Buying a house is a good way to build credit while gaining a property asset. In some cases, buying a house can be as affordable as renting. There are several good reasons to own rather than rent:
Buying a house can be complicated, involving brokers (persons who assist buyers and sellers), banks, mortgages, offers and counteroffers. Here is a simple overview of the process.
Find a real estate broker. A broker (or realtor) is not required but can be very helpful. A broker or realtor is a specialist in real estate purchases and sales who can help you pick out a house, deal with the seller and discuss your options for financing with you. See Resources for the Maine Association of Realtors.
Get pre-qualified for a loan. It is a good idea to get pre-qualified for a loan. Pre-qualification is a process that a bank will use to determine how much you may borrow to buy a house. Factors the bank will use include your employment, income and existing debt. Once the bank tells you how much you can borrow, you will know what you can afford. Your realtor can find homes for you to look at in your price range.
Save enough money for your earnest money, down payment, and closing costs. You will need enough money available to provide earnest money. Earnest money is the deposit you put down on your home when you make an offer. You will also need enough money for a down payment (the percentage of the cost you agree to pay upon sale). Your earnest money will be applied to the down payment. You will also need money to pay for closing costs. These are costs you pay to process the paperwork to buy your home.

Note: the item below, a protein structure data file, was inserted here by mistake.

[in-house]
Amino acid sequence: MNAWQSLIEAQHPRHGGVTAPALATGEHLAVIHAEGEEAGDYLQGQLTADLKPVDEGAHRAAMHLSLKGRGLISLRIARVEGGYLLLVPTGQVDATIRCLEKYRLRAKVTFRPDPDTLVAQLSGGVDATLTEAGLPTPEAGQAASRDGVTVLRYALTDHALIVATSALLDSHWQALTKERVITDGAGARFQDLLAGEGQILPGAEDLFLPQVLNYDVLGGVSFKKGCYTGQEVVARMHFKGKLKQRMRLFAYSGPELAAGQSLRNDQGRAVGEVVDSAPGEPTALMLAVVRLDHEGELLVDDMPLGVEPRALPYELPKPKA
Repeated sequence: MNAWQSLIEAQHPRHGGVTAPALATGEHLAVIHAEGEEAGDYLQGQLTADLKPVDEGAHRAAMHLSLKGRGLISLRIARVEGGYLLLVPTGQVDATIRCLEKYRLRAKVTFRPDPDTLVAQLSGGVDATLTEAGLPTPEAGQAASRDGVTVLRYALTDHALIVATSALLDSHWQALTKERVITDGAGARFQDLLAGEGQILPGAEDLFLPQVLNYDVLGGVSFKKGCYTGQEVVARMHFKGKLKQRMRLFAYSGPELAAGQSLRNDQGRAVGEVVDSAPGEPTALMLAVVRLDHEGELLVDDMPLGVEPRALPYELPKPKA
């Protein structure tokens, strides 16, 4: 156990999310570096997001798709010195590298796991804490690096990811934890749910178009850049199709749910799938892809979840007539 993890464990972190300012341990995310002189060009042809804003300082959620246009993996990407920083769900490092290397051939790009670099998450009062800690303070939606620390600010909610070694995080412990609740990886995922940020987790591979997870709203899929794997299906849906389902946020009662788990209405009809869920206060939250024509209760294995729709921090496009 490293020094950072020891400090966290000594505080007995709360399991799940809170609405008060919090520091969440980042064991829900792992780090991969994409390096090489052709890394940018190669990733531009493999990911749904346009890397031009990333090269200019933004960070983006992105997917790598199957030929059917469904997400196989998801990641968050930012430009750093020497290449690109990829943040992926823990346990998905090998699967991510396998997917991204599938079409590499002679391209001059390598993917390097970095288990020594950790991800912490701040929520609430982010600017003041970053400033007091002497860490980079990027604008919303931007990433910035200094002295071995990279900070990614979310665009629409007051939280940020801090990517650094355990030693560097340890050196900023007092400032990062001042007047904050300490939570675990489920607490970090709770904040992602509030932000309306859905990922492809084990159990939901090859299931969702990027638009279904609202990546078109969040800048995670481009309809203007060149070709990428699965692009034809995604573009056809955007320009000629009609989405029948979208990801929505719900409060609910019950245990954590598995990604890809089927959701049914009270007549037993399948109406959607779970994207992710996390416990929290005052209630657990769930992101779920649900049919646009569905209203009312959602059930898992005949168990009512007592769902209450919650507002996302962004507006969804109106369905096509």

Financing. You do not need to pay for a house all at once. Your broker will help you decide what kind of financing will work best for you. There are several ways to finance the purchase of a home.
Traditional mortgages. Most people use a fixed rate mortgage, which means that your interest rate will stay the same for the whole length of the loan. If interest rates are particularly high when you mortgage your home you may want to choose an adjustable rate mortgage. This would mean that your interest rate would change as often as twice a year depending on several economic factors. Most traditional mortgages require between ten and twenty percent as a down payment.